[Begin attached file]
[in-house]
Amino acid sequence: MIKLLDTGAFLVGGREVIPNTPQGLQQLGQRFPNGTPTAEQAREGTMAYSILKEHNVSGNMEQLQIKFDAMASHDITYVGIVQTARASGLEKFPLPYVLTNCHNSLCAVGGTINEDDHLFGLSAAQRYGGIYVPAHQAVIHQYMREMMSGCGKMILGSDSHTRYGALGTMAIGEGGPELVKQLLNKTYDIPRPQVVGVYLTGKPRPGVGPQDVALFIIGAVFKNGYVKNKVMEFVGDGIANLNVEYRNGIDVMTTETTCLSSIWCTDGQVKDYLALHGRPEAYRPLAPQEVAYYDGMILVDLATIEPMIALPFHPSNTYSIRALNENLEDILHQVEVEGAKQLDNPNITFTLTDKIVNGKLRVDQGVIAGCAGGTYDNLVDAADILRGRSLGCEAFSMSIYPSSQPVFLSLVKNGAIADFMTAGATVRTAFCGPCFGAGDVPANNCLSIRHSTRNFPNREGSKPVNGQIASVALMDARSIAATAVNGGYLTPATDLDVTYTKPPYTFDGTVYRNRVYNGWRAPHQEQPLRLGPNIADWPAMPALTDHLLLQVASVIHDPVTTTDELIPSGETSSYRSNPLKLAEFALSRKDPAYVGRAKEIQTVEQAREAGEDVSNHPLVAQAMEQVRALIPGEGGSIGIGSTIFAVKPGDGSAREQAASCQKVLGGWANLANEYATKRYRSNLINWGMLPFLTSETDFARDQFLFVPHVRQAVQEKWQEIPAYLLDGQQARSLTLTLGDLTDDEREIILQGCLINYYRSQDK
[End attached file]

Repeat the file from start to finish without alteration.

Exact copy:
[in-house]
Amino acid sequence: MIKLLDTGAFLVGGREVIPNTPQGLQQLGQRFPNGTPTAEQAREGTMAYSILKEHNVSGNMEQLQIKFDAMASHDITYVGIVQTARASGLEKFPLPYVLTNCHNSLCAVGGTINEDDHLFGLSAAQRYGGIYVPAHQAVIHQYMREMMSGCGKMILGSDSHTRYGALGTMAIGEGGPELVKQLLNKTYDIPRPQVVGVYLTGKPRPGVGPQDVALFIIGAVFKNGYVKNKVMEFVGDGIANLNVEYRNGIDVMTTETTCLSSIWCTDGQVKDYLALHGRPEAYRPLAPQEVAYYDGMILVDLATIEPMIALPFHPSNTYSIRALNENLEDILHQVEVEGAKQLDNPNITFTLTDKIVNGKLRVDQGVIAGCAGGTYDNLVDAADILRGRSLGCEAFSMSIYPSSQPVFLSLVKNGAIADFMTAGATVRTAFCGPCFGAGDVPANNCLSIRHSTRNFPNREGSKPVNGQIASVALMDARSIAATAVNGGYLTPATDLDVTYTKPPYTFDGTVYRNRVYNGWRAPHQEQPLRLGPNIADWPAMPALTDHLLLQVASVIHDPVTTTDELIPSGETSSYRSNPLKLAEFALSRKDPAYVGRAKEIQTVEQAREAGEDVSNHPLVAQAMEQVRALIPGEGGSIGIGSTIFAVKPGDGSAREQAASCQKVLGGWANLANEYATKRYRSNLINWGMLPFLTSETDFARDQFLFVPHVRQAVQEKWQEIPAYLLDGQQARSLTLTLGDLTDDEREIILQGCLINYYRSQDK